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With Harvest in Progress, Kansas Farmers Report on Snow-Damaged Wheat

Despite the late blizzard that caused considerable concern about the Kansas winter wheat crop, farmers report that, overall, the crop looks better than expected.

Marc Ramsey, who farms near Scott City in western Kansas, received 14 inches of snow on April 30 that knocked down trees and wheat fields, as shown in the photo below. Surprisingly, he said that the snow may have helped more than it hurt.

“The moisture was badly needed and apparently the stems weren’t damaged badly enough across acreage to make a huge impact,” he says. “Some wheat is lodged, but it seemed to fill decently through the heat.”

Ramsey is just getting started on wheat harvest, but he says test weights have been in the 58 to 60 range. “Yields were above average, but protein is in the 9 to 10 range, so nothing special there,” he adds. “Accounts from area farmers are saying you either have quantity or quality, but more often than not you don’t get both.”

ramsey-farms
Ramsey Farms on April 30

Eric Sperber, manager of Cornerstone Ag, LLC in Colby about an hour north of Ramsey’s farm, heard similar comments from the farmers in his area.

“Most people were pleasantly surprised at the lack of impact from the snow,” he said during a report with the Kansas Wheat Commission. “One farmer had an early planted field that looked like a mess after the snow. It stood back up, but fell over again at grainfill. He wasn’t expecting much, but it ended up yielding 60 bushels per acre and over 60 pounds per bushel.”

An hour northeast from Colby in Norton, Kansas, Chris Tanner also got hit with the late-April snowstorm. “When the snow was laying on the wheat, I thought it was dead and done for,” said Tanner in the Kansas Wheat harvest report. “After that there was a little bit of a dry spell that wasn’t good for it, but it’s been pretty resilient. They say wheat has nine lives, but this crop is on its tenth or eleventh.”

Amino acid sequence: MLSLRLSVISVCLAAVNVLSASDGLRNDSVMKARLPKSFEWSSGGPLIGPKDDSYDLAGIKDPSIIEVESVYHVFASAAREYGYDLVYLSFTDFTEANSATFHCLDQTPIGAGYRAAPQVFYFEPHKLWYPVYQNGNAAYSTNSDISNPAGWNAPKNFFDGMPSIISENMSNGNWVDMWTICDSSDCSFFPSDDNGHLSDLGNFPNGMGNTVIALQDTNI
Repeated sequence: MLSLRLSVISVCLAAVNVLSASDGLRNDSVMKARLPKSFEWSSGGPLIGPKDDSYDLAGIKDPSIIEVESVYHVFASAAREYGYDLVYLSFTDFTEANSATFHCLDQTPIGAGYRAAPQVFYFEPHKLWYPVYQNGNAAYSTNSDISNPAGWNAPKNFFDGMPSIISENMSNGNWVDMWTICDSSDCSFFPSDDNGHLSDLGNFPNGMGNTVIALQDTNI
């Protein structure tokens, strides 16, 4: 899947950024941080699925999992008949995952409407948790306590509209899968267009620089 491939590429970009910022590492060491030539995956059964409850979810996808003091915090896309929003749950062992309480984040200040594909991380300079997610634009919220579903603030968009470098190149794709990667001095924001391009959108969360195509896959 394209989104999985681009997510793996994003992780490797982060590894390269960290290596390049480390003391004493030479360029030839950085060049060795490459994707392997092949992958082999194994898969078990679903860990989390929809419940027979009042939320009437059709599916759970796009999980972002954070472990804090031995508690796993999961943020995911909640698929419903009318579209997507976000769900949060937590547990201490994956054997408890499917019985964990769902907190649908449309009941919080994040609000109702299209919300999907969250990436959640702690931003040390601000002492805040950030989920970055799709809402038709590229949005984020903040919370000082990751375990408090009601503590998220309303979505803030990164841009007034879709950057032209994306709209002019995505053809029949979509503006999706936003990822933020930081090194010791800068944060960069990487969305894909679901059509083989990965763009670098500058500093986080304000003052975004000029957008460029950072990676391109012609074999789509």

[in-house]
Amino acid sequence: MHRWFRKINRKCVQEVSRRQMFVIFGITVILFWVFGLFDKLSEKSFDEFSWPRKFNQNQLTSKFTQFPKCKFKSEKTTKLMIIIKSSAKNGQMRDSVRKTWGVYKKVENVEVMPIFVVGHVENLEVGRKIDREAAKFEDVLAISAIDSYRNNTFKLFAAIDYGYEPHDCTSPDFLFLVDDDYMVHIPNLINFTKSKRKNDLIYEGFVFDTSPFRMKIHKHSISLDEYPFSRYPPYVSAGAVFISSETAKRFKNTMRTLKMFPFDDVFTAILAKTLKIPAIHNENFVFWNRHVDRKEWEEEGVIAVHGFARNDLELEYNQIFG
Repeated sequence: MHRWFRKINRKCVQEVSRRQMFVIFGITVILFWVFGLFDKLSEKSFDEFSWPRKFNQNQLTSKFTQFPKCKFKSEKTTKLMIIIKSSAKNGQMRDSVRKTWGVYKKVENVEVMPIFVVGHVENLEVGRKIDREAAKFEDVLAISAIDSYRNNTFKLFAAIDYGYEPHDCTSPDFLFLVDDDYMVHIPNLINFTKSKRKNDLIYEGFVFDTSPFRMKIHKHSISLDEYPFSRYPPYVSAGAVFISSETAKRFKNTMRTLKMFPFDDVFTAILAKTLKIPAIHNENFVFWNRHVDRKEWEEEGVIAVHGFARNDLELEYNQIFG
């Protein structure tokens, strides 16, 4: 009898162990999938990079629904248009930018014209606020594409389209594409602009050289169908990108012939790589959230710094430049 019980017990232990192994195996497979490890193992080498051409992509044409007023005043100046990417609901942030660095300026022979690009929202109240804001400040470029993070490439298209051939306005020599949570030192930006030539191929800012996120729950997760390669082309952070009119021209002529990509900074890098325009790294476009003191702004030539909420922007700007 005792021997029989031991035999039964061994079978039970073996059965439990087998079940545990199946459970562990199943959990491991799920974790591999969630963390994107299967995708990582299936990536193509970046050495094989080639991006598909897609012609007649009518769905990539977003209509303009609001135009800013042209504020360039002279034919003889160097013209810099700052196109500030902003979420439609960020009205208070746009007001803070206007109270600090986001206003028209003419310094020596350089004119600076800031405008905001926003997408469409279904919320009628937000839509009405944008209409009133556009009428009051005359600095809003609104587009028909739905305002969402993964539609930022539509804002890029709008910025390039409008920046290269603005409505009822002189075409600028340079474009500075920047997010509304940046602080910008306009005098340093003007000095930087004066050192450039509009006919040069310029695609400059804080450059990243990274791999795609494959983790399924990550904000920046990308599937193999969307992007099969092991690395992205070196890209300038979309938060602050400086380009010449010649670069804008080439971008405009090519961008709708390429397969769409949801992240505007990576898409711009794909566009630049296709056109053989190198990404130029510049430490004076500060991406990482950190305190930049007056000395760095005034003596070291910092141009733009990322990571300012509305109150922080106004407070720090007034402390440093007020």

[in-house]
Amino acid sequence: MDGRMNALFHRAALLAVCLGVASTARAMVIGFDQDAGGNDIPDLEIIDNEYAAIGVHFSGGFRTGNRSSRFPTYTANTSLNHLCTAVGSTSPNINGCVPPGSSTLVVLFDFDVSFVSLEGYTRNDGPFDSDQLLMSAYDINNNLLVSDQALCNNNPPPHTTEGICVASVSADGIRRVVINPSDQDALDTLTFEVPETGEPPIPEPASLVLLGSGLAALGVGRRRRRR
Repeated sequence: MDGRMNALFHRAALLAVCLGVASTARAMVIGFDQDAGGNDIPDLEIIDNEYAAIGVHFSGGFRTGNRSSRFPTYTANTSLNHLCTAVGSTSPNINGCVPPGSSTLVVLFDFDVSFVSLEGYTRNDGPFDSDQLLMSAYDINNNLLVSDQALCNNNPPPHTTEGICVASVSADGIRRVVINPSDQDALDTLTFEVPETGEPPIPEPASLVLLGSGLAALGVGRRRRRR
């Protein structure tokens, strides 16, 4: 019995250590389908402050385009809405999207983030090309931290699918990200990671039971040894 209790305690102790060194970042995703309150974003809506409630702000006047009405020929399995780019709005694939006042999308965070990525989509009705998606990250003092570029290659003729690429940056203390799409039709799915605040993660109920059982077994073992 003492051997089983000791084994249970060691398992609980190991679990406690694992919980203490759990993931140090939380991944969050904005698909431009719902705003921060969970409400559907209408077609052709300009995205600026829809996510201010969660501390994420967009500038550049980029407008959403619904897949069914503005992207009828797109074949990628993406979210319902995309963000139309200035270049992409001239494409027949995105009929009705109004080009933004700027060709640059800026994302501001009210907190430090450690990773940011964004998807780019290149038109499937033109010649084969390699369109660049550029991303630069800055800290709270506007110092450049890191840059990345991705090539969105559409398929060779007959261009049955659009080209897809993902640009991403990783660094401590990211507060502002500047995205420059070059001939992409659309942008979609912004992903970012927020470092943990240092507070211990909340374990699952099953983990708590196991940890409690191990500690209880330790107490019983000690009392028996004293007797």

He adds that condition has varied with test weights from 58 to 62 pounds per bushel and yields from 20 up to 80 bushels per acre. However, he says that variation is mainly based on planting date and wheat variety.

While hail and rain have slowed down winter wheat harvest in western Kansas, across the state winter wheat harvest is progressing almost right on pace with the five-year average with 73% complete compared to 72%, according to this week’s USDA Crop Progress Report. As far as the condition goes, the USDA reports that 47% is in good to excellent condition, 31% fair, 14% poor, and 8% very poor. This is on par with the rest of the country’s winter wheat crop – 48% is in good to excellent condition – but it is trailing last year’s crop when 62% was rated as good or excellent at this time.

Not surprising given the condition ratings, the USDA is predicting a lower yielding wheat crop compared with last year. According to the USDA’s Crop Production report, winter wheat yields for Kansas are forecast at 44 bushels per acre, down from 57 bushels per acre last year.

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